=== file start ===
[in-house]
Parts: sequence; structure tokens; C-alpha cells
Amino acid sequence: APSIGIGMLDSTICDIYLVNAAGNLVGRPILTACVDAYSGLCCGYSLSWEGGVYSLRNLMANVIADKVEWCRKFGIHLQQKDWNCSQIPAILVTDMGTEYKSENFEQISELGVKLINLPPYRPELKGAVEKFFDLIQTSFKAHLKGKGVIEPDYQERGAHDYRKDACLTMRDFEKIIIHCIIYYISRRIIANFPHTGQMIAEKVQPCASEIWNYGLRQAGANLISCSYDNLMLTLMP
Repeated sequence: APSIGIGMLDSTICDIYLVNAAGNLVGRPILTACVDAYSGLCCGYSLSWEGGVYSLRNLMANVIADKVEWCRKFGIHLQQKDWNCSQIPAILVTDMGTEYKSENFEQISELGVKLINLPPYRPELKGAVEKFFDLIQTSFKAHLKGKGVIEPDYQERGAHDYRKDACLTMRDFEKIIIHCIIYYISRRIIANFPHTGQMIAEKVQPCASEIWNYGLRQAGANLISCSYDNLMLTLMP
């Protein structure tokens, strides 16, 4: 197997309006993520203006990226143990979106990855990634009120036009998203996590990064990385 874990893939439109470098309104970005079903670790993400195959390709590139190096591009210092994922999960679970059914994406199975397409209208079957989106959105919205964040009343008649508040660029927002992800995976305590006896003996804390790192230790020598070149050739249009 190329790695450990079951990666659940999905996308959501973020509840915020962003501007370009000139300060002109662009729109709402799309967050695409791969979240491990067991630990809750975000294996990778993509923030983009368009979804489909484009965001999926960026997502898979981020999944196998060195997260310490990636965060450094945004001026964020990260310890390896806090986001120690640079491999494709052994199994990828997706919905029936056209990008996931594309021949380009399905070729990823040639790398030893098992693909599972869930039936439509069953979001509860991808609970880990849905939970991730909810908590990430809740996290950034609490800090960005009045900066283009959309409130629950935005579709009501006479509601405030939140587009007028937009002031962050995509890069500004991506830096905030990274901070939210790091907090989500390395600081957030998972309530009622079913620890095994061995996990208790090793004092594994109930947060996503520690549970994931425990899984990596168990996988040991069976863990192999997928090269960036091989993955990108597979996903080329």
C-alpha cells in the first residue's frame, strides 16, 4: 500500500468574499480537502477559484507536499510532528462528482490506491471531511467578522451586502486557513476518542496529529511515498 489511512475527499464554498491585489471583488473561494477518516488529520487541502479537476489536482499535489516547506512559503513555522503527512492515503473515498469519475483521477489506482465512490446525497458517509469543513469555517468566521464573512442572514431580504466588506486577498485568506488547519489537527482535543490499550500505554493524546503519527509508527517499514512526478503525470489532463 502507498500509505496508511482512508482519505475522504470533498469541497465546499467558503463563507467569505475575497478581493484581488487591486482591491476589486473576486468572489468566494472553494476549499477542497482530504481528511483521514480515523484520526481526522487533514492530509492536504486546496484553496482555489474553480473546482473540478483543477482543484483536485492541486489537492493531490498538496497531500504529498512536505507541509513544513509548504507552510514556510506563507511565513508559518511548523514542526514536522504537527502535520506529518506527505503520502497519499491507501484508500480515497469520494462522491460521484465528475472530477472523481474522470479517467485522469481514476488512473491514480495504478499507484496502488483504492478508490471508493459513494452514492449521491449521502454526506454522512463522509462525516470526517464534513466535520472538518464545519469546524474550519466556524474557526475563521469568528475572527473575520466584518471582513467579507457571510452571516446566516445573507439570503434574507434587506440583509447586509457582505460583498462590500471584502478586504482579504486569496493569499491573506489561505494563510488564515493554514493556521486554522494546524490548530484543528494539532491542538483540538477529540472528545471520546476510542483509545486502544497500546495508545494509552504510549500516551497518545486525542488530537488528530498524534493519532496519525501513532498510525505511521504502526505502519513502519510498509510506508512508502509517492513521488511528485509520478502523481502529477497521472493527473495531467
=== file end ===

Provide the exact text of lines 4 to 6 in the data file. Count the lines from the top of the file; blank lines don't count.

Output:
Repeated sequence: APSIGIGMLDSTICDIYLVNAAGNLVGRPILTACVDAYSGLCCGYSLSWEGGVYSLRNLMANVIADKVEWCRKFGIHLQQKDWNCSQIPAILVTDMGTEYKSENFEQISELGVKLINLPPYRPELKGAVEKFFDLIQTSFKAHLKGKGVIEPDYQERGAHDYRKDACLTMRDFEKIIIHCIIYYISRRIIANFPHTGQMIAEKVQPCASEIWNYGLRQAGANLISCSYDNLMLTLMP
């Protein structure tokens, strides 16, 4: 197997309006993520203006990226143990979106990855990634009120036009998203996590990064990385 874990893939439109470098309104970005079903670790993400195959390709590139190096591009210092994922999960679970059914994406199975397409209208079957989106959105919205964040009343008649508040660029927002992800995976305590006896003996804390790192230790020598070149050739249009 190329790695450990079951990666659940999905996308959501973020509840915020962003501007370009000139300060002109662009729109709402799309967050695409791969979240491990067991630990809750975000294996990778993509923030983009368009979804489909484009965001999926960026997502898979981020999944196998060195997260310490990636965060450094945004001026964020990260310890390896806090986001120690640079491999494709052994199994990828997706919905029936056209990008996931594309021949380009399905070729990823040639790398030893098992693909599972869930039936439509069953979001509860991808609970880990849905939970991730909810908590990430809740996290950034609490800090960005009045900066283009959309409130629950935005579709009501006479509601405030939140587009007028937009002031962050995509890069500004991506830096905030990274901070939210790091907090989500390395600081957030998972309530009622079913620890095994061995996990208790090793004092594994109930947060996503520690549970994931425990899984990596168990996988040991069976863990192999997928090269960036091989993955990108597979996903080329």
C-alpha cells in the first residue's frame, strides 16, 4: 500500500468574499480537502477559484507536499510532528462528482490506491471531511467578522451586502486557513476518542496529529511515498 489511512475527499464554498491585489471583488473561494477518516488529520487541502479537476489536482499535489516547506512559503513555522503527512492515503473515498469519475483521477489506482465512490446525497458517509469543513469555517468566521464573512442572514431580504466588506486577498485568506488547519489537527482535543490499550500505554493524546503519527509508527517499514512526478503525470489532463 502507498500509505496508511482512508482519505475522504470533498469541497465546499467558503463563507467569505475575497478581493484581488487591486482591491476589486473576486468572489468566494472553494476549499477542497482530504481528511483521514480515523484520526481526522487533514492530509492536504486546496484553496482555489474553480473546482473540478483543477482543484483536485492541486489537492493531490498538496497531500504529498512536505507541509513544513509548504507552510514556510506563507511565513508559518511548523514542526514536522504537527502535520506529518506527505503520502497519499491507501484508500480515497469520494462522491460521484465528475472530477472523481474522470479517467485522469481514476488512473491514480495504478499507484496502488483504492478508490471508493459513494452514492449521491449521502454526506454522512463522509462525516470526517464534513466535520472538518464545519469546524474550519466556524474557526475563521469568528475572527473575520466584518471582513467579507457571510452571516446566516445573507439570503434574507434587506440583509447586509457582505460583498462590500471584502478586504482579504486569496493569499491573506489561505494563510488564515493554514493556521486554522494546524490548530484543528494539532491542538483540538477529540472528545471520546476510542483509545486502544497500546495508545494509552504510549500516551497518545486525542488530537488528530498524534493519532496519525501513532498510525505511521504502526505502519513502519510498509510506508512508502509517492513521488511528485509520478502523481502529477497521472493527473495531467